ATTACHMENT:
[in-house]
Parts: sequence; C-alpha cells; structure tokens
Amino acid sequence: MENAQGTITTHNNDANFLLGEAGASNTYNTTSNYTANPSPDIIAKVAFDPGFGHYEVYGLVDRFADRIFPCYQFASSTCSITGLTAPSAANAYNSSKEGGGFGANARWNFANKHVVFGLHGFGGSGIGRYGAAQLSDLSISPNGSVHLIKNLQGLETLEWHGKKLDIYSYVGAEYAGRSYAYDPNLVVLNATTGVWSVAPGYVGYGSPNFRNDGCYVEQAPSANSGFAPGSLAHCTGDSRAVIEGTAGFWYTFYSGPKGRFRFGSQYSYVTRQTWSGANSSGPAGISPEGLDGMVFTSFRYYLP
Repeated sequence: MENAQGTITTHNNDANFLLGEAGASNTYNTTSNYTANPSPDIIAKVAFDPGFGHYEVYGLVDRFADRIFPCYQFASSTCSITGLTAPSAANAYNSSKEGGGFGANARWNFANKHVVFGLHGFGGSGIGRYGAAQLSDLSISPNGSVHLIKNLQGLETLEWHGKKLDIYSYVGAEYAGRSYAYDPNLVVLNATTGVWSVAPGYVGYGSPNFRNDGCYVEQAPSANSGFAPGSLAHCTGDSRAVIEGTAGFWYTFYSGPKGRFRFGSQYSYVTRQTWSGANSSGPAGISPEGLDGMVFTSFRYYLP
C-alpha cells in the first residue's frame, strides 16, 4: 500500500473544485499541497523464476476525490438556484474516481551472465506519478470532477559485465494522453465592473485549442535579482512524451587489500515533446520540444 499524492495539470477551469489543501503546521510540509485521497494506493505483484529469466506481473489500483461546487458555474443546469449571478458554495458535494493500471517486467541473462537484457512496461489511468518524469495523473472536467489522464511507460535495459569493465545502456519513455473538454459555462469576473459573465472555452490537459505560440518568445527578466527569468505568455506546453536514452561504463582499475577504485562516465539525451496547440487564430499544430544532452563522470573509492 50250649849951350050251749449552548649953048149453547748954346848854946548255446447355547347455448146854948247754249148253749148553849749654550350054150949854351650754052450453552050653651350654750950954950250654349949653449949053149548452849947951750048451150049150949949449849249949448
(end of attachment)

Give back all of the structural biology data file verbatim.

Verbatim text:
[in-house]
Parts: sequence; C-alpha cells; structure tokens
Amino acid sequence: MENAQGTITTHNNDANFLLGEAGASNTYNTTSNYTANPSPDIIAKVAFDPGFGHYEVYGLVDRFADRIFPCYQFASSTCSITGLTAPSAANAYNSSKEGGGFGANARWNFANKHVVFGLHGFGGSGIGRYGAAQLSDLSISPNGSVHLIKNLQGLETLEWHGKKLDIYSYVGAEYAGRSYAYDPNLVVLNATTGVWSVAPGYVGYGSPNFRNDGCYVEQAPSANSGFAPGSLAHCTGDSRAVIEGTAGFWYTFYSGPKGRFRFGSQYSYVTRQTWSGANSSGPAGISPEGLDGMVFTSFRYYLP
Repeated sequence: MENAQGTITTHNNDANFLLGEAGASNTYNTTSNYTANPSPDIIAKVAFDPGFGHYEVYGLVDRFADRIFPCYQFASSTCSITGLTAPSAANAYNSSKEGGGFGANARWNFANKHVVFGLHGFGGSGIGRYGAAQLSDLSISPNGSVHLIKNLQGLETLEWHGKKLDIYSYVGAEYAGRSYAYDPNLVVLNATTGVWSVAPGYVGYGSPNFRNDGCYVEQAPSANSGFAPGSLAHCTGDSRAVIEGTAGFWYTFYSGPKGRFRFGSQYSYVTRQTWSGANSSGPAGISPEGLDGMVFTSFRYYLP
C-alpha cells in the first residue's frame, strides 16, 4: 500500500473544485499541497523464476476525490438556484474516481551472465506519478470532477559485465494522453465592473485549442535579482512524451587489500515533446520540444 499524492495539470477551469489543501503546521510540509485521497494506493505483484529469466506481473489500483461546487458555474443546469449571478458554495458535494493500471517486467541473462537484457512496461489511468518524469495523473472536467489522464511507460535495459569493465545502456519513455473538454459555462469576473459573465472555452490537459505560440518568445527578466527569468505568455506546453536514452561504463582499475577504485562516465539525451496547440487564430499544430544532452563522470573509492 50250649849951350050251749449552548649953048149453547748954346848854946548255446447355547347455448146854948247754249148253749148553849749654550350054150949854351650754052450453552050653651350654750950954950250654349949653449949053149548452849947951750048451150049150949949449849249949448